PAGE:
Both countries will use the resulting data to establish the outer limits of the continental shelf, according to the criteria set out in the Convention on the Law of the Sea. The extended continental shelf, the seafloor and subsoil beyond 200 nautical miles from shore that meet those criteria, is an area of great scientific interest and potential economic development.
The expedition will be collaboratively undertaken by the U.S. and Canada using two ships. The U.S. Geological Survey will lead data collection from September 6—October 1 on the U.S. Coast Guard Cutter Healy to map the Arctic seafloor. The Geological Survey of Canada, Natural Resources Canada will follow Healy on the Canadian Coast Guard ship Louis S. St. Laurent (Louis) and study the geology of the sub-seafloor.
"The two-ship experiment allows both the U.S. and Canada to collect and share complementary data in areas where data acquisition is costly, logistically difficult, and sometimes dangerous," said USGS scientist Deborah Hutchinson, who will sail aboard Louis. "Both countries benefit through sharing of resources and data as well as increasing likelihood of success by utilizing two ice-breaker ships in these remote areas of the Arctic Ocean."
"Healy will utilize an echo sounder, which emits sounds signals in the water, to map the seafloor. This will be done using a multibeam bathymetry system," said USGS scientist Jonathan Childs, chief scientist on Healy during the September cruise. "Unlike conventional echo sounders, which measure the water depth at a point directly beneath the ship, the multibeam system collects a 'swath' of depth information about 3 km wide along the ship's path, creating a three-dimensional view of the seafloor."
New plate adds plot twist to ancient tectonic tale
15.08.2017 | Rice University
Global warming will leave different fingerprints on global subtropical anticyclones
14.08.2017 | Institute of Atmospheric Physics, Chinese Academy of Sciences
Physicists at the University of Bonn have managed to create optical hollows and more complex patterns into which the light of a Bose-Einstein condensate flows. The creation of such highly low-loss structures for light is a prerequisite for complex light circuits, such as for quantum information processing for a new generation of computers. The researchers are now presenting their results in the journal Nature Photonics.
Light particles (photons) occur as tiny, indivisible portions. Many thousands of these light portions can be merged to form a single super-photon if they are...
For the first time, scientists have shown that circular RNA is linked to brain function. When a RNA molecule called Cdr1as was deleted from the genome of mice, the animals had problems filtering out unnecessary information – like patients suffering from neuropsychiatric disorders.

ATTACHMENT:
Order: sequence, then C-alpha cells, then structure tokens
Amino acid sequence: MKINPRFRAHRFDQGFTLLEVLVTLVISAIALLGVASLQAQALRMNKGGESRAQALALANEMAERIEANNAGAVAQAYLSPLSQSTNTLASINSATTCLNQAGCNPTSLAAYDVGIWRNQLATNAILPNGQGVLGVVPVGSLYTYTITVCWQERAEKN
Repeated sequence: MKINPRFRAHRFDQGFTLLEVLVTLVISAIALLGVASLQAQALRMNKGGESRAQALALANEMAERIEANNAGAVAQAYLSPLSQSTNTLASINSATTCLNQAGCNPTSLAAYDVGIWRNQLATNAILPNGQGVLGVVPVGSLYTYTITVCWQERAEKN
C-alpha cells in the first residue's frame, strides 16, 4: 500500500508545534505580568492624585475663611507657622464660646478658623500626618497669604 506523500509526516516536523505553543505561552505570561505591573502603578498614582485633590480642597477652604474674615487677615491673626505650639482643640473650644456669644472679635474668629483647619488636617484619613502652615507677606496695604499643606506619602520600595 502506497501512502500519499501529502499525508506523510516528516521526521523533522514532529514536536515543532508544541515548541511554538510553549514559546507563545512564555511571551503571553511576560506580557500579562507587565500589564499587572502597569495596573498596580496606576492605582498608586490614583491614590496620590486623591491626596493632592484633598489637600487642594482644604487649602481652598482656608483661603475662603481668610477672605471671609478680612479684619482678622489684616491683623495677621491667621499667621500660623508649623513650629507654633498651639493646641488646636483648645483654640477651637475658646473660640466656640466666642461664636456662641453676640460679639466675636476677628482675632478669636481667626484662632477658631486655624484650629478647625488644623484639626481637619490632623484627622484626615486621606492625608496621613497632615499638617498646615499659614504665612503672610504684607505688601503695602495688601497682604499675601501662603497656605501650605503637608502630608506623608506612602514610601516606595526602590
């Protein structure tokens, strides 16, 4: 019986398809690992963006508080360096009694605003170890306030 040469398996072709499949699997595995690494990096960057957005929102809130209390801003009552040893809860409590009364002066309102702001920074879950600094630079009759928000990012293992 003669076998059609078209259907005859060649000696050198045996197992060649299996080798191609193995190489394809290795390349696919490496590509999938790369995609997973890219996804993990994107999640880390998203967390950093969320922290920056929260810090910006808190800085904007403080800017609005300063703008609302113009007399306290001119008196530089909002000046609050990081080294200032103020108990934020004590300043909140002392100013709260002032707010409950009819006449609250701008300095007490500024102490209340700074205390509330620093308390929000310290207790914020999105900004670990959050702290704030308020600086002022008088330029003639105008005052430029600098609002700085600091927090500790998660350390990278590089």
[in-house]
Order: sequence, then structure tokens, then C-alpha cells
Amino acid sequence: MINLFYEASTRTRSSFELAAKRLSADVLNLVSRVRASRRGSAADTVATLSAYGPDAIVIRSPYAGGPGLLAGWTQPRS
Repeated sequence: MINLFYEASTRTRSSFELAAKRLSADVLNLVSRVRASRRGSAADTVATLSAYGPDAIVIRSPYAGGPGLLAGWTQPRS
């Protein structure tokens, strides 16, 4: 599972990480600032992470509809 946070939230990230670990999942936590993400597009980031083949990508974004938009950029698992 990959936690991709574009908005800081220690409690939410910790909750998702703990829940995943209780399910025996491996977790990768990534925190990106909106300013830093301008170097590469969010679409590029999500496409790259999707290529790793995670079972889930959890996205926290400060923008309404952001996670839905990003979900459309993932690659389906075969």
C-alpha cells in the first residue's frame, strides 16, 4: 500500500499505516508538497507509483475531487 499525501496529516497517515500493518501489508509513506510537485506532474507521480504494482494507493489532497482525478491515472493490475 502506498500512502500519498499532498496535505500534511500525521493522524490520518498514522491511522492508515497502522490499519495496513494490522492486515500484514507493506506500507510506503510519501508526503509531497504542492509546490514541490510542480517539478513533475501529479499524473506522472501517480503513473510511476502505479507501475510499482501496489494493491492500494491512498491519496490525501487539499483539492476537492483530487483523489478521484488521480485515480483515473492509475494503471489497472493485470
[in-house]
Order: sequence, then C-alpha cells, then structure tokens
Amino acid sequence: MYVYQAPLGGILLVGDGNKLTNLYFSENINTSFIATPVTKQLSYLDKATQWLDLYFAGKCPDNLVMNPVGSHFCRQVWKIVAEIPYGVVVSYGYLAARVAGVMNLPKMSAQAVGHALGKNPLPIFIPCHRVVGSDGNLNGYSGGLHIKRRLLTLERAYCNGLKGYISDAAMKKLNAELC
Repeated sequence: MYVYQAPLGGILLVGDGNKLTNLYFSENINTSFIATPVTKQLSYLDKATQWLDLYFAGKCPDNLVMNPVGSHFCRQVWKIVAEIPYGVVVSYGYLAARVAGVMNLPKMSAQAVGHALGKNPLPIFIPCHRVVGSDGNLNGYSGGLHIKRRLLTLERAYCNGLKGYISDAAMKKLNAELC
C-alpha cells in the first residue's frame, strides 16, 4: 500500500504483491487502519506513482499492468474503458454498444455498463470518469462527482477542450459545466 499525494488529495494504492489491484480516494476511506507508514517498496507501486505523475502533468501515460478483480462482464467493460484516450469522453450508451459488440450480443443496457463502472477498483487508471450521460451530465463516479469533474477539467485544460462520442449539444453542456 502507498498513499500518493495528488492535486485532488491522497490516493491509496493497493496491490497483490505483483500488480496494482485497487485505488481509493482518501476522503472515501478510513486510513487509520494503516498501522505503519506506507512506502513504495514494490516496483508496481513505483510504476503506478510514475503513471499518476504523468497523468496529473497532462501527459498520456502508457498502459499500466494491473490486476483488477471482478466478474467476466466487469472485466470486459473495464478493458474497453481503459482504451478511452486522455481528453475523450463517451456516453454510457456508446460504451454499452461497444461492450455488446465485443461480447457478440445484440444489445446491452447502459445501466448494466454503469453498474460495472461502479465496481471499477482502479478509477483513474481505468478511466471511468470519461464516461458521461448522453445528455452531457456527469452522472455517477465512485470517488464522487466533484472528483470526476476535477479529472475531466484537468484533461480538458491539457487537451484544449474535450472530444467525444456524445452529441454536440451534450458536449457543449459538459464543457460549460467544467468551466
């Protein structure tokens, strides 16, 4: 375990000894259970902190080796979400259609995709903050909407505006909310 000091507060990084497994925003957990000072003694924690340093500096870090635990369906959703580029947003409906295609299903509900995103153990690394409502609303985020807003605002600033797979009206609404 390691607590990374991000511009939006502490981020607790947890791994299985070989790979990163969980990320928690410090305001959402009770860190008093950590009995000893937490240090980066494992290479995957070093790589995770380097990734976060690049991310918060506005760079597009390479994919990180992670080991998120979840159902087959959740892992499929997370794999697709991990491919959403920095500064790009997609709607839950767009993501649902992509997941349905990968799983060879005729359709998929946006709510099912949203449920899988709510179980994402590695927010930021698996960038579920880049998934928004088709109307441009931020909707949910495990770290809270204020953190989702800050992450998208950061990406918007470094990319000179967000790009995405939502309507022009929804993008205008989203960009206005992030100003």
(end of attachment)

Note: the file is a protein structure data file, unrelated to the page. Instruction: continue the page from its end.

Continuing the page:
While hundreds of circular RNAs (circRNAs) are abundant in mammalian brains, one big question has remained unanswered: What are they actually good for? In the...
An experimental small satellite has successfully collected and delivered data on a key measurement for predicting changes in Earth's climate.
The Radiometer Assessment using Vertically Aligned Nanotubes (RAVAN) CubeSat was launched into low-Earth orbit on Nov. 11, 2016, in order to test new...
A study led by scientists of the Max Planck Institute for the Structure and Dynamics of Matter (MPSD) at the Center for Free-Electron Laser Science in Hamburg presents evidence of the coexistence of superconductivity and “charge-density-waves” in compounds of the poorly-studied family of bismuthates. This observation opens up new perspectives for a deeper understanding of the phenomenon of high-temperature superconductivity, a topic which is at the core of condensed matter research since more than 30 years. The paper by Nicoletti et al has been published in the PNAS.
Since the beginning of the 20th century, superconductivity had been observed in some metals at temperatures only a few degrees above the absolute zero (minus...
Researchers from the University of Miami (UM) Rosenstiel School of Marine and Atmospheric Science, the Italian Space Agency (ASI), and the Instituto Geofisico--Escuela Politecnica Nacional (IGEPN) of Ecuador, showed an increasing volcanic danger on Cotopaxi in Ecuador using a powerful technique known as Interferometric Synthetic Aperture Radar (InSAR).
The Andes region in which Cotopaxi volcano is located is known to contain some of the world's most serious volcanic hazard. A mid- to large-size eruption has...
16.08.2017 | Event News
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16.08.2017 | Interdisciplinary Research